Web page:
1 ( +1 / -0 )

pasketti or sketti - when i was a young un

1 ( +2 / -1 )

Do not visit an Italian restaurant in Japan, if you want to go home with your nerves intact (especially one where lunch can be had under 1500 yen). Hearing the locals slurping it like it were soba makes me sick every time, and it happens every time, mostly with oyajis over 50. Oh yeah, they also eat it American style, with the totally unnecessary spoon helping to rotate it, another disgusting custom for any European especially Italians.

0 ( +2 / -2 )

@ebisen

Great points! The slurping drives me crazy as well!

In contrast, this all reminds me of the now defunct plan Japan had a few years back to create 'sushi police' that would go around the world telling people and resaurants how to make and eat 'real' sushi.

http://sfcovers.com/2007/01/japanese-sushi-police-headed-for-san.shtml

1 ( +1 / -0 )

Based on this article, I think the people of Japan need to get out of the country to see the wide variety of pasta types found even here in the USA. I'm not sure how the Japanese would accept penne, rigatoni, lasagna, radiatori and rotelle shapes for pasta (and that's only scratching the surface of the wide variety of pasta types known).

-1 ( +2 / -3 )

I'm not sure how the Japanese would accept penne, rigatoni, lasagna, radiatori and rotelle shapes for pasta

With the exception of radiatori (which I've never heard of), I can get all of those at my local supermarket.

1 ( +1 / -0 )

, with the totally unnecessary spoon helping to rotate it, another disgusting custom

Where did the custom come from, I wonder?

0 ( +0 / -0 )

I use a spoon. I didn't know the Italians do as well. It's much easier to eat long pasta with a spoon.

0 ( +0 / -0 )

For me Spaghetti is the long thin noodles. Anything else (Ravioli, Penne, etc.) I just call pasta.

0 ( +0 / -0 )

Slurping and shoving long noodles (of any sort) into the mouth while they are hanging out of the mouth is unhip. If they are in a soup like ramen or udon, snorking up the runny snot is unhip, too. Calling all varieties of noodles pasta--a more generic term over a specific one--and calling it more hip is a minor infraction in comparison even though it is a mask for ignorance. It's probably preferable to eating 'rabiori' or 'tagriteri' or 'ringini' even if you do know which is which.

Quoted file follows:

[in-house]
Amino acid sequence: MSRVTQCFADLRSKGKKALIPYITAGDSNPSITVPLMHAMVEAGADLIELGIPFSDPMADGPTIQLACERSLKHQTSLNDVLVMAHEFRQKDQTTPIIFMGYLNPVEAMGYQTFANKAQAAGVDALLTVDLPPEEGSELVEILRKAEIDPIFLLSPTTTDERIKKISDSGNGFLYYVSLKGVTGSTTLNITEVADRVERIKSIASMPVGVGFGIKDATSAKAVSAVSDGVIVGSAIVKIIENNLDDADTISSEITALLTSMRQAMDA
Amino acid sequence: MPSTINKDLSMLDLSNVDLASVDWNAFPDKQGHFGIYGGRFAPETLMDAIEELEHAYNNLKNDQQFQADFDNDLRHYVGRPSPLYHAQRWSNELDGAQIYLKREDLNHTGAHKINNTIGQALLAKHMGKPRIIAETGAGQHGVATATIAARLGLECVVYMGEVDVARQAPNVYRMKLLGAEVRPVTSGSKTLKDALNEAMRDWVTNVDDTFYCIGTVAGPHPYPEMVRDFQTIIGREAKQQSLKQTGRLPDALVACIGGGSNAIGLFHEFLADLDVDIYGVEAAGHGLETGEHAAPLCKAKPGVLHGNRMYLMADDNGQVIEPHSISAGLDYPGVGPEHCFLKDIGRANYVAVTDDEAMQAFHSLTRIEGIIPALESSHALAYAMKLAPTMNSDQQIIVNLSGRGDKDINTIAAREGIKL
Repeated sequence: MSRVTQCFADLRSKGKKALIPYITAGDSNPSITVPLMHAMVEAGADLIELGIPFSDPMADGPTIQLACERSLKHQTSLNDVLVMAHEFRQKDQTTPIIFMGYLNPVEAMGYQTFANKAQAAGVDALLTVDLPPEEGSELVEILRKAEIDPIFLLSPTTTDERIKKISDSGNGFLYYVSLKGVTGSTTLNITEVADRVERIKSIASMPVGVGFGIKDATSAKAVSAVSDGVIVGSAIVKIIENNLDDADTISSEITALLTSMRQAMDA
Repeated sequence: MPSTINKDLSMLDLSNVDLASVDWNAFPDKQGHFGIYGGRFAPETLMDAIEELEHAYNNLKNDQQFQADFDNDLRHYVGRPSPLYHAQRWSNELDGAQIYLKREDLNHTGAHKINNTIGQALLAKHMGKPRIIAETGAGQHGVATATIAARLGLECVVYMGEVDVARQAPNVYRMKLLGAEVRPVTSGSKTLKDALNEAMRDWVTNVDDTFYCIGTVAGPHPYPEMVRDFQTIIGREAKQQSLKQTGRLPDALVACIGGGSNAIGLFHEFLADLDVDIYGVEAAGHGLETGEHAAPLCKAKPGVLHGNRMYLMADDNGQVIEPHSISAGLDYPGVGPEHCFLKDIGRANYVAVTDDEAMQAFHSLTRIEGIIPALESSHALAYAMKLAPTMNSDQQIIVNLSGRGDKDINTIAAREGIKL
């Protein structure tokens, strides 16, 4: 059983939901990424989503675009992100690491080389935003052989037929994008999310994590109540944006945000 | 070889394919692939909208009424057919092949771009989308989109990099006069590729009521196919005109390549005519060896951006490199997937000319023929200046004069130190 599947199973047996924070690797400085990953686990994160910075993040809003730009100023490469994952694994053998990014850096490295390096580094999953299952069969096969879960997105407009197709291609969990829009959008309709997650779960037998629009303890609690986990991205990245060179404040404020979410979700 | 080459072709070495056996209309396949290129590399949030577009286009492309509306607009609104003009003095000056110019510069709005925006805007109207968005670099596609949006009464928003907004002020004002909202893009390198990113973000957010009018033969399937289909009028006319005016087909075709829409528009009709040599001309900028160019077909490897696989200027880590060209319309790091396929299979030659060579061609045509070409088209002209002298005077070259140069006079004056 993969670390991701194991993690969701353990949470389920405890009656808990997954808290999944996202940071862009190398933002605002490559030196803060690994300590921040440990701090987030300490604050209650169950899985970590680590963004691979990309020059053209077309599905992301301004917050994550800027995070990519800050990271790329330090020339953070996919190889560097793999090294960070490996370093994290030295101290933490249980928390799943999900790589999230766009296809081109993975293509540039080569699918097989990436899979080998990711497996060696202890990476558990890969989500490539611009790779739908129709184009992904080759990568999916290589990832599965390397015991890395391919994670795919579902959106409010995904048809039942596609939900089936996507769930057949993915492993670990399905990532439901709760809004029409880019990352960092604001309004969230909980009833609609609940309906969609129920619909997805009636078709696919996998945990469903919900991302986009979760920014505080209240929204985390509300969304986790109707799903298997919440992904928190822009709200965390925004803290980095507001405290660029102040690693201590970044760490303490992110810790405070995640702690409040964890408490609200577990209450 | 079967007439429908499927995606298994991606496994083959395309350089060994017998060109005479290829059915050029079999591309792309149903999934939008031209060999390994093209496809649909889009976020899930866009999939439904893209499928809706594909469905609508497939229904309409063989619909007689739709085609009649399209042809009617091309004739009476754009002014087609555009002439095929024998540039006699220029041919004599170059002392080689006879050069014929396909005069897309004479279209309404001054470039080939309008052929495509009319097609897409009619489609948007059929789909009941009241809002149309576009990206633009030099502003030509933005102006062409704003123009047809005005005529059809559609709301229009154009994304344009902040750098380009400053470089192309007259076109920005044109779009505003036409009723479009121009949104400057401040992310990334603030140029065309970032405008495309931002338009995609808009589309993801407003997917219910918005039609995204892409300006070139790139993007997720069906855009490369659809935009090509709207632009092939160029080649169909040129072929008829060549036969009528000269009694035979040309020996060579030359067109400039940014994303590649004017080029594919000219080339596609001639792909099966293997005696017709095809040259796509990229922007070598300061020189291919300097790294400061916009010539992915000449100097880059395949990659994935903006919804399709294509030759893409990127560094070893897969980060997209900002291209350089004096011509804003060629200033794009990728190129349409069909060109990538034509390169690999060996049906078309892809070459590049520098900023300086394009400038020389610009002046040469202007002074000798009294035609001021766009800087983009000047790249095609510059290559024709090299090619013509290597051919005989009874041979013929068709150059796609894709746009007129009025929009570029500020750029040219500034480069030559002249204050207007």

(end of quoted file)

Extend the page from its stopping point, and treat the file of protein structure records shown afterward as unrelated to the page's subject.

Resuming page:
0 ( +0 / -0 )

Oh yeah, they also eat it American style, with the totally unnecessary spoon helping to rotate it, another disgusting custom for any European especially Italians.

Italians in Canada and USA do this all the time, and I live in an area 80% Italian in origin. Spoons are often used.

0 ( +1 / -1 )

It seems to the that as a word "Spaghetti" is kinda outdated, I mean, everytime i hear it it makes me think of old western movies (which at some time it was called "spaguetti western") besides, the other pasta names are so specific at the moment of ordering: you ask for Ravioli, Caneloni, Fetucchini, Lasagna, you don't ask for "pasta" hoping they will serve you gnocchi do you? In LatinAmerica we use a fork though for long noodles if you don't use a knife you rotate them, i thought it was curious that you mention they use a spoon, never seen that

1 ( +1 / -0 )

Japan. Always good for a laugh. Just because some vocabulary is "old" does not make it any less correct.

As people have said, pasta has many types of which spaghetti is one. I can see if they want to say pasta to describe a place that serves other kinds of noodles, such as penne...but to have a dish of noodles in front of you and not call it what it is, is rather silly.

-1 ( +0 / -1 )

Asking for pasta in an Italian restaurant is like walking into a sushi bar and asking for sushi... you'll get something but it probably won't be what you're thinking of.

zichiJun. 29, 2014 - 05:10PM JST In Italy the people eat the long types of pasta, like spaghetti, with a spoon and fork because its the easy way to eat it.

Last time I was in Italy (about 10 years ago) the people I ate with just used a fork for any of the long thin pastas. You place the fork into any of the long thin pastas, rotate it so the pasta wraps around the fork, then eat. Kids often ate with a fork and a spoon, because... well, kids.

The only place I've seen people eating pasta with a fork and spoon is in England, and that's because they put a TON of sauce onto the pasta, so you need the spoon to catch the sauce that's dripping off the pasta. They also put chunky sauces on thin pasta, which is just totally daft, because the chunky bits slide off the pasta and make eating very messy.

If you eat pasta in Italy in a traditional restaurant there's a lot less sauce, normally just enough to flavour the pasta and give it a nice thin coating, so it doesn't drip and you don't end up eating just sauce once you've finished your pasta.

I did notice that some hotel restaurants had more sauce, but I think that's probably because they were catering to the expectations of their international clients, rather than serving authentic Italian food.

Maybe tastes and traditions have changed since I was last in Italy, but I doubt it.

1 ( +2 / -1 )